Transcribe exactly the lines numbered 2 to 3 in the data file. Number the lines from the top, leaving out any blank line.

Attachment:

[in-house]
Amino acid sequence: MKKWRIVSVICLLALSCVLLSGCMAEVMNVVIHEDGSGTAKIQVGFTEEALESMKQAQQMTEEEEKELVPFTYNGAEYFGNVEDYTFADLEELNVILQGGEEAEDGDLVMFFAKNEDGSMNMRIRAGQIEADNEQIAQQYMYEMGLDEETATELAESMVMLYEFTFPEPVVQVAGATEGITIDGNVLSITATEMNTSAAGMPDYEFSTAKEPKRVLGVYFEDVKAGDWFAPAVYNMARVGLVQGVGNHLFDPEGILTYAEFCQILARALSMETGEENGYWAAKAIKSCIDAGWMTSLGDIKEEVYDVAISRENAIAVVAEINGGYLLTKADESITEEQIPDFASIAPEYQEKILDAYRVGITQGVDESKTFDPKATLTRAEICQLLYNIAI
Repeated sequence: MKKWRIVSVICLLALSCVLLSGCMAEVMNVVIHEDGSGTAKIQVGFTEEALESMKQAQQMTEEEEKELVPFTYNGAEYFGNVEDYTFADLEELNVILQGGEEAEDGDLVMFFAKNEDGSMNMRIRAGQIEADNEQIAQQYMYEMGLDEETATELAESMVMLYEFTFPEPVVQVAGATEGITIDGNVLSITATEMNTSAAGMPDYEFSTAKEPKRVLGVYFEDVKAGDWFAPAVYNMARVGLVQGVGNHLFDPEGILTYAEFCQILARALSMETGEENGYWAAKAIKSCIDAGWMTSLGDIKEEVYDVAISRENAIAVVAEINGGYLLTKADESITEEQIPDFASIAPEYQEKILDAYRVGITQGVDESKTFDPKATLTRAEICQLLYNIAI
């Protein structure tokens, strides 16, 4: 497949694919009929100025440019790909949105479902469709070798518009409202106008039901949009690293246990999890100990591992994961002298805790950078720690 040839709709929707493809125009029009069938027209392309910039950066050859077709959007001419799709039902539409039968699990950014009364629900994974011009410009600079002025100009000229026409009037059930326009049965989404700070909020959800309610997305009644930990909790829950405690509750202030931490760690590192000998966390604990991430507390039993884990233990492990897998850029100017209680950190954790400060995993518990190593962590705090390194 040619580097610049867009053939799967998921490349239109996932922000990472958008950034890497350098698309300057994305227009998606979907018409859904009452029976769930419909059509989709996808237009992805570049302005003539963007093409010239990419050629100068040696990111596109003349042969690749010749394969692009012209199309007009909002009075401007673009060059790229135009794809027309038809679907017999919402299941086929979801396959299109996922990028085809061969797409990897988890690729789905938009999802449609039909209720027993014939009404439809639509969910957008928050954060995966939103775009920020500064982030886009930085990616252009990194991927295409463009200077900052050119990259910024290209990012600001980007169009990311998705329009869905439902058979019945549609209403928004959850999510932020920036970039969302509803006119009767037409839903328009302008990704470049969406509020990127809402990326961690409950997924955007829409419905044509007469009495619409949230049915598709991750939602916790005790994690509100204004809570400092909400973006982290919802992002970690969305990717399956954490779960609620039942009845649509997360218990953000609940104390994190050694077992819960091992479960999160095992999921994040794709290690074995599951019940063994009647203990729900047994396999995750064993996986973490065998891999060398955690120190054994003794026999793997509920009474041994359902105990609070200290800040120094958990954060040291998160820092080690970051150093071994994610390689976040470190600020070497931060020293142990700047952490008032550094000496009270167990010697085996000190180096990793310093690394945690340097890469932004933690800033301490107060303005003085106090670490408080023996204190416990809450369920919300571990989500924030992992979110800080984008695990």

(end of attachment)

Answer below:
Amino acid sequence: MKKWRIVSVICLLALSCVLLSGCMAEVMNVVIHEDGSGTAKIQVGFTEEALESMKQAQQMTEEEEKELVPFTYNGAEYFGNVEDYTFADLEELNVILQGGEEAEDGDLVMFFAKNEDGSMNMRIRAGQIEADNEQIAQQYMYEMGLDEETATELAESMVMLYEFTFPEPVVQVAGATEGITIDGNVLSITATEMNTSAAGMPDYEFSTAKEPKRVLGVYFEDVKAGDWFAPAVYNMARVGLVQGVGNHLFDPEGILTYAEFCQILARALSMETGEENGYWAAKAIKSCIDAGWMTSLGDIKEEVYDVAISRENAIAVVAEINGGYLLTKADESITEEQIPDFASIAPEYQEKILDAYRVGITQGVDESKTFDPKATLTRAEICQLLYNIAI
Repeated sequence: MKKWRIVSVICLLALSCVLLSGCMAEVMNVVIHEDGSGTAKIQVGFTEEALESMKQAQQMTEEEEKELVPFTYNGAEYFGNVEDYTFADLEELNVILQGGEEAEDGDLVMFFAKNEDGSMNMRIRAGQIEADNEQIAQQYMYEMGLDEETATELAESMVMLYEFTFPEPVVQVAGATEGITIDGNVLSITATEMNTSAAGMPDYEFSTAKEPKRVLGVYFEDVKAGDWFAPAVYNMARVGLVQGVGNHLFDPEGILTYAEFCQILARALSMETGEENGYWAAKAIKSCIDAGWMTSLGDIKEEVYDVAISRENAIAVVAEINGGYLLTKADESITEEQIPDFASIAPEYQEKILDAYRVGITQGVDESKTFDPKATLTRAEICQLLYNIAI